In order to be the World Series contenders that many people expect them to be this season, the Red Sox will need all five of their starters to pitch up to their potential.
Last season, Red Sox starting pitching was inconsistent, at best. Despite the rash of injuries, poor starting pitching—more than anything else—was the reason for the Sox' disappointing season.
In 2011, the Red Sox will return an intact rotation, comprised of Jon Lester, Clay Buchholz, Josh Beckett, John Lackey and Daiuske Matsuzaka.
Without question, Lester and Buchholz have become the staff aces and are among the elite pitchers in the game. Both pitchers are only 26 years old, still improving, and should contend for the Cy Young this season.
Lester finished fourth in the AL Cy Young Award voting after going 19-9 with a 3.25 ERA, 1.20 WHIP and 225 strikeouts last season. He overcame a slow start (0-2, 8.44 ERA) and finished the season as arguably the best pitcher in the AL, posting a 19-7 record, 2.81 ERA and 9.89 strikeouts per nine innings.
For his part, Buchholz went 17-7 with a phenomenal 2.33 ERA and 1.20 WHIP.
However, after that young, dynamic duo, the rest of the Sox' starters were huge disappointments.
Beckett, Lackey and Matsuzaka combined for over $39 million dollars in salary and an unimpressive 4.84 ERA. For comparison's sake, the entire payrolls of the 2010 Pirates and Padres were the same as, or less than, what that Boston trio made.
Beckett and Matsuzaka fell prey to injuries and never found the form that had made them successful in the past. Lackey was hardly the pitcher the Red Sox were expecting when they signed him last winter and had a lackluster first season in Boston.
Beckett posted a career high 5.78 ERA and 1.54 WHIP. Over the previous three years with the Red Sox, he was 49-23 with a 3.71 ERA and sub 1.20 WHIP.
Lackey posted a 4.40 ERA, the first time his average exceeded 4.00 since 2004. And his 1.42 WHIP was tied for the highest of his career (2003).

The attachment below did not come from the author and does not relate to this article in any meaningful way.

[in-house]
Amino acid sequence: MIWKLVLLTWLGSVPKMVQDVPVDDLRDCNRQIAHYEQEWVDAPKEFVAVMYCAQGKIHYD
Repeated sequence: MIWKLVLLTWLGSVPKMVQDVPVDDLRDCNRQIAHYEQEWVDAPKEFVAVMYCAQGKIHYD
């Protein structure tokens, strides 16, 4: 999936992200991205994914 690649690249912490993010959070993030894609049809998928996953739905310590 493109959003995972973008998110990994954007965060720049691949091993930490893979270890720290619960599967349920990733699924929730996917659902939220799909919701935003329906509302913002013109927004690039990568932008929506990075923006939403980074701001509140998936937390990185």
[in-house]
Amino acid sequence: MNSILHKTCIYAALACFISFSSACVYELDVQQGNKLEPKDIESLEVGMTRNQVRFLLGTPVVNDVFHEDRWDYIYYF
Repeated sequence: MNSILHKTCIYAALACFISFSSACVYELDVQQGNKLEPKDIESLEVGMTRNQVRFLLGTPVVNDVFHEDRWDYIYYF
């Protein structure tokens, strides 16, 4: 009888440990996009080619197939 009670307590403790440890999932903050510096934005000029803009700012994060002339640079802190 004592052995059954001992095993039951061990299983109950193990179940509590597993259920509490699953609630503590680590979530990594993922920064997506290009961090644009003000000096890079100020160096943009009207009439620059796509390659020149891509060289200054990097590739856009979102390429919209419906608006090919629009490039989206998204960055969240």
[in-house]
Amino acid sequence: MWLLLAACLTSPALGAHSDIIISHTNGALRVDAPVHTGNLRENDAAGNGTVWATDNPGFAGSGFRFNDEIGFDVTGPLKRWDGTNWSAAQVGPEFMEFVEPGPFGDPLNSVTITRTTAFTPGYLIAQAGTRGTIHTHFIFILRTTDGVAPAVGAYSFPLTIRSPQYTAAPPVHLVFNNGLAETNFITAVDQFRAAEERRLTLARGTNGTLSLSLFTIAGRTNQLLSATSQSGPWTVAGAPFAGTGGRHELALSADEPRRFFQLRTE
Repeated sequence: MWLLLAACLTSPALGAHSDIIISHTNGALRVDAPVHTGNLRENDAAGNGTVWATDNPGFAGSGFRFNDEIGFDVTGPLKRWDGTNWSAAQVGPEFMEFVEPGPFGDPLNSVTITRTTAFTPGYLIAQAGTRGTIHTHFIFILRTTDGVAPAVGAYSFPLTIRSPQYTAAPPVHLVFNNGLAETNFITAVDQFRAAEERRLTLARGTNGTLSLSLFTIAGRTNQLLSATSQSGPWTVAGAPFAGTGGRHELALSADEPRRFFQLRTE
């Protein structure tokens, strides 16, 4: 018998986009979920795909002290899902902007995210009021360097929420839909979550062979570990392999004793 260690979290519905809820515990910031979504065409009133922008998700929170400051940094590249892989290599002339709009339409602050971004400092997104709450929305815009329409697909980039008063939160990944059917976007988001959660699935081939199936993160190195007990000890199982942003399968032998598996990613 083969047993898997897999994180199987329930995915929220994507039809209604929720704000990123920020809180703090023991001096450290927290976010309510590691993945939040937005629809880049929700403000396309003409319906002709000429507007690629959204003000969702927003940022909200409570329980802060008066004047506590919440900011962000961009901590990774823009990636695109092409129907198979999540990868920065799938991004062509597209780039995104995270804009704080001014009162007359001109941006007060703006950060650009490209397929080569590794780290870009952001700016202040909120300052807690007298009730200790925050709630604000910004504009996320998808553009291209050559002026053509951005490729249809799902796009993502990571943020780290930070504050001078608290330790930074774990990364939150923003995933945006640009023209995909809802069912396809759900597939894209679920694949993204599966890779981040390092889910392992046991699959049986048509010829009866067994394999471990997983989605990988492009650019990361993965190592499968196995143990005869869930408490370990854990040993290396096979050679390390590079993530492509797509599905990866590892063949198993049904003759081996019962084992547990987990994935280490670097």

Matsuzaka went 9-6 with a 4.69 ERA. Though he had moments of brilliance (like his one-hitter against the Phillies in May), they were far too infrequent and he typically looked like a shadow of the pitcher who went 18-3 with a 2.90 ERA in 2008.
Though the Red Sox let Victor Martinez and Adrian Beltre walk, two of their premier hitters in 2010, the offense should be at least as good (if not better) with the additions of Adrian Gonzalez and Carl Crawford.
But after scoring 818 runs last season (good enough for second in the AL), offense was not the Red Sox shortcoming.
One weak spot—the Red Sox bullpen—should improve markedly this season with the additions of Bobby Jenks and Dan Wheeler.
However, for the Red Sox to win the AL Pennant, and ultimately the World Series, all five of their starters must stay healthy and pitch their absolute best in 2011. All of the Sox' starters need to consistently make quality starts and go deep into games, taking pressure off the bullpen.
As we saw last season, the Red Sox cannot get by on offense alone. Amongst AL teams, the Red Sox were first in total bases, second in homers, second in runs, second in slugging and third in on-base percentage.
Yet, the Red Sox won just 89 games and missed the playoffs. It was just the second time since 2002 that the Sox failed to win 90 games, and just the second in 13 seasons that they failed to finish in first or second place in the AL East.
All that offense in 2010 couldn't overcome the disappointing efforts of three-fifths of the rotation.
Red Sox starting pitching allowed 517 runs in 2010, fifth worst in the AL. Their 1.35 WHIP was also fifth worst in the AL. Additionally, Red Sox starters allowed a league-high 383 walks, well above the league average of 330, and hit the most batters in the league (45).
The upside is that Sox starters struck out a league-high 833 batters, held opposing batters to a .254 average (fourth-best in the AL), and gave up just 89 home runs, lowest in the league.
Unless the rotation repeats the latter statistics and not the former, the Red Sox new lineup and bullpen won't matter much.
On paper, at least, the Red Sox appear to be the team to beat in 2011. But now they actually have to go out, play the games, and win. There are always surprises. Who picked the Giants to be World Series Champions at this time last year?
It's long been said that pitching wins championships. Without it, the Red Sox may be just another in a long list of overpaid, underachieving teams through baseball history.
Sean is a freelance writer and creator of Kennedy's Commentary, a dedicated Red Sox blog. He has written for Baseball Digest and other magazines, newspapers and Websites.
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